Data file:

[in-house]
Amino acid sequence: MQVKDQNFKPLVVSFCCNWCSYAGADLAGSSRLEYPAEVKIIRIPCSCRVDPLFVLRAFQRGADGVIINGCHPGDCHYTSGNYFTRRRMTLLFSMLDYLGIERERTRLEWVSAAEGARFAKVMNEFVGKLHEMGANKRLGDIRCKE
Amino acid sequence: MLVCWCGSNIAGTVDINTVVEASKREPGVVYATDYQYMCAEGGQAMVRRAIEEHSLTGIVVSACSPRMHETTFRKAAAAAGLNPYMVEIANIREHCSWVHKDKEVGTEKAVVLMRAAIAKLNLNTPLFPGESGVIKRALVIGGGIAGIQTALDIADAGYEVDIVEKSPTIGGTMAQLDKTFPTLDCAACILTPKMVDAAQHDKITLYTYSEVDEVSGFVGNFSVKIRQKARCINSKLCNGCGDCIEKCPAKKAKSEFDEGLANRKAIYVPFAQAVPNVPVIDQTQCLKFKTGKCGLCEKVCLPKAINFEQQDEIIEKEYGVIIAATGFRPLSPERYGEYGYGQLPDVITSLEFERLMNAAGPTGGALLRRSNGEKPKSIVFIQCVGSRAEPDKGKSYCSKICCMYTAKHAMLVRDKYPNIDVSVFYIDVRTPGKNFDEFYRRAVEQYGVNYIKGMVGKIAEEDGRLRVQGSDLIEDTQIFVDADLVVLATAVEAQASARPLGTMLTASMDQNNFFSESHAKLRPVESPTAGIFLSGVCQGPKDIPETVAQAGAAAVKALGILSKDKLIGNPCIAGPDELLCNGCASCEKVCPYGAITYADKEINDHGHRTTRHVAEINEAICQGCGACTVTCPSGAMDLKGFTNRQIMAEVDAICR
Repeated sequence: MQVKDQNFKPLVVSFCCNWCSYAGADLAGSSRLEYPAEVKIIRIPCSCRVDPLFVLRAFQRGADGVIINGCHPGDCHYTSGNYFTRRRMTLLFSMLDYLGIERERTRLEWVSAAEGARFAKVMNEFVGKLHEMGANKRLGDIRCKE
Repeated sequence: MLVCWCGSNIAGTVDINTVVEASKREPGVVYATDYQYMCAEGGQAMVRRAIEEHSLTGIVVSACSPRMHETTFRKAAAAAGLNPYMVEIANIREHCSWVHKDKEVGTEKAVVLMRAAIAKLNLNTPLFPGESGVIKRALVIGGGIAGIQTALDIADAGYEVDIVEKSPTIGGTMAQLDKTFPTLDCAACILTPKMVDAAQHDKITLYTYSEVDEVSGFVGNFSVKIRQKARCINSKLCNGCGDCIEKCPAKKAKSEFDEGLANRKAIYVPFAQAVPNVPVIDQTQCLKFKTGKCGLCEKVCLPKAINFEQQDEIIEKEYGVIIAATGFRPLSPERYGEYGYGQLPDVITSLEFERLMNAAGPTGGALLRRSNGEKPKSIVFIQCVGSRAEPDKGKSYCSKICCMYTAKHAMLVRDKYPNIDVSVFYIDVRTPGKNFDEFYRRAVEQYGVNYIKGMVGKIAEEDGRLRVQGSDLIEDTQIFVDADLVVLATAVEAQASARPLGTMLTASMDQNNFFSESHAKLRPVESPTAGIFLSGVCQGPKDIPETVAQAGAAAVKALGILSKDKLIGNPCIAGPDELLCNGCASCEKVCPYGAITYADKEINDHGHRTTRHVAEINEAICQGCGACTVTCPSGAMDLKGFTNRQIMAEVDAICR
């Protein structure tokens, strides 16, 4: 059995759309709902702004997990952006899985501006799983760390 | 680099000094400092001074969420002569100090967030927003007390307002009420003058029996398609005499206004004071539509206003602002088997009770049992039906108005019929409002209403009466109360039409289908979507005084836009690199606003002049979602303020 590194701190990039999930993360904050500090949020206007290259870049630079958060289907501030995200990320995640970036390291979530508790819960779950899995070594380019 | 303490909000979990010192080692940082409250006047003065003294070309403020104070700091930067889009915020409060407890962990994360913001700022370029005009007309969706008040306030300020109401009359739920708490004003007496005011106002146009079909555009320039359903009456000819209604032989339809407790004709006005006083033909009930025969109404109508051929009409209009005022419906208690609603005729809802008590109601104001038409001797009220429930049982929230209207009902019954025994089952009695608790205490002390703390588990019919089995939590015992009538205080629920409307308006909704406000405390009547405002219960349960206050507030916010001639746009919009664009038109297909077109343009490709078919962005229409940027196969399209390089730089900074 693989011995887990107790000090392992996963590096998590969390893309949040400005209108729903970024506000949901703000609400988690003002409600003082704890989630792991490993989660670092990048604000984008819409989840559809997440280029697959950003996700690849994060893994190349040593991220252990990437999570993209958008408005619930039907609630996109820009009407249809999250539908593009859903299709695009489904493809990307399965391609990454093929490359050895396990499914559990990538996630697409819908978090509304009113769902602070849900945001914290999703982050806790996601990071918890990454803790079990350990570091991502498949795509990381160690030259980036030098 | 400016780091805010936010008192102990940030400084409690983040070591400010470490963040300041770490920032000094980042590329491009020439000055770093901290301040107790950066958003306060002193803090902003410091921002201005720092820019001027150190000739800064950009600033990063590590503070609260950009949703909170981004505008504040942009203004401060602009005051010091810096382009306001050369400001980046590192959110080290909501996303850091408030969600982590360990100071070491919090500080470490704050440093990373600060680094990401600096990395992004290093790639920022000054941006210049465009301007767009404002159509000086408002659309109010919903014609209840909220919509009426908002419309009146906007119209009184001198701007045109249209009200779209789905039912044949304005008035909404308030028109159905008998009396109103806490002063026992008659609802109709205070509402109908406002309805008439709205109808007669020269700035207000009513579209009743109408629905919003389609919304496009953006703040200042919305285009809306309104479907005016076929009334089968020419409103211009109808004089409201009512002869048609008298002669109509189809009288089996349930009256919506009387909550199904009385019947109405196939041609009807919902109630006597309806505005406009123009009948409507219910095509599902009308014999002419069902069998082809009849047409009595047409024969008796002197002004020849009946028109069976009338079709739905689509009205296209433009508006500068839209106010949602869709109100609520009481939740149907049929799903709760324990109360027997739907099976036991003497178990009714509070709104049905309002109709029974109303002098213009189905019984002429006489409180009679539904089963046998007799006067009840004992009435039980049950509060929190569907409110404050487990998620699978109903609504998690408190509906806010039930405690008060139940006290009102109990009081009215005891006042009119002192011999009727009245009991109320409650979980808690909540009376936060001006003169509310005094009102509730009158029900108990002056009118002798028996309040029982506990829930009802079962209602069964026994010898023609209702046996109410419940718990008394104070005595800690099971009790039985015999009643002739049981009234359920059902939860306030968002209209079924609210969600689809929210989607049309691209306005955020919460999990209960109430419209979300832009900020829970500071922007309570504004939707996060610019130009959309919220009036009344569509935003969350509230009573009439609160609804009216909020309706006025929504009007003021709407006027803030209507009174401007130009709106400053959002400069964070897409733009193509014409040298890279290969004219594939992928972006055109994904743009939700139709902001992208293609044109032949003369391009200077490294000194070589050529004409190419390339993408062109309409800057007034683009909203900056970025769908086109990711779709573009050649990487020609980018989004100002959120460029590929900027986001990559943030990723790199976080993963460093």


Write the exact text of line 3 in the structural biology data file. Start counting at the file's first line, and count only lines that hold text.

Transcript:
Amino acid sequence: MLVCWCGSNIAGTVDINTVVEASKREPGVVYATDYQYMCAEGGQAMVRRAIEEHSLTGIVVSACSPRMHETTFRKAAAAAGLNPYMVEIANIREHCSWVHKDKEVGTEKAVVLMRAAIAKLNLNTPLFPGESGVIKRALVIGGGIAGIQTALDIADAGYEVDIVEKSPTIGGTMAQLDKTFPTLDCAACILTPKMVDAAQHDKITLYTYSEVDEVSGFVGNFSVKIRQKARCINSKLCNGCGDCIEKCPAKKAKSEFDEGLANRKAIYVPFAQAVPNVPVIDQTQCLKFKTGKCGLCEKVCLPKAINFEQQDEIIEKEYGVIIAATGFRPLSPERYGEYGYGQLPDVITSLEFERLMNAAGPTGGALLRRSNGEKPKSIVFIQCVGSRAEPDKGKSYCSKICCMYTAKHAMLVRDKYPNIDVSVFYIDVRTPGKNFDEFYRRAVEQYGVNYIKGMVGKIAEEDGRLRVQGSDLIEDTQIFVDADLVVLATAVEAQASARPLGTMLTASMDQNNFFSESHAKLRPVESPTAGIFLSGVCQGPKDIPETVAQAGAAAVKALGILSKDKLIGNPCIAGPDELLCNGCASCEKVCPYGAITYADKEINDHGHRTTRHVAEINEAICQGCGACTVTCPSGAMDLKGFTNRQIMAEVDAICR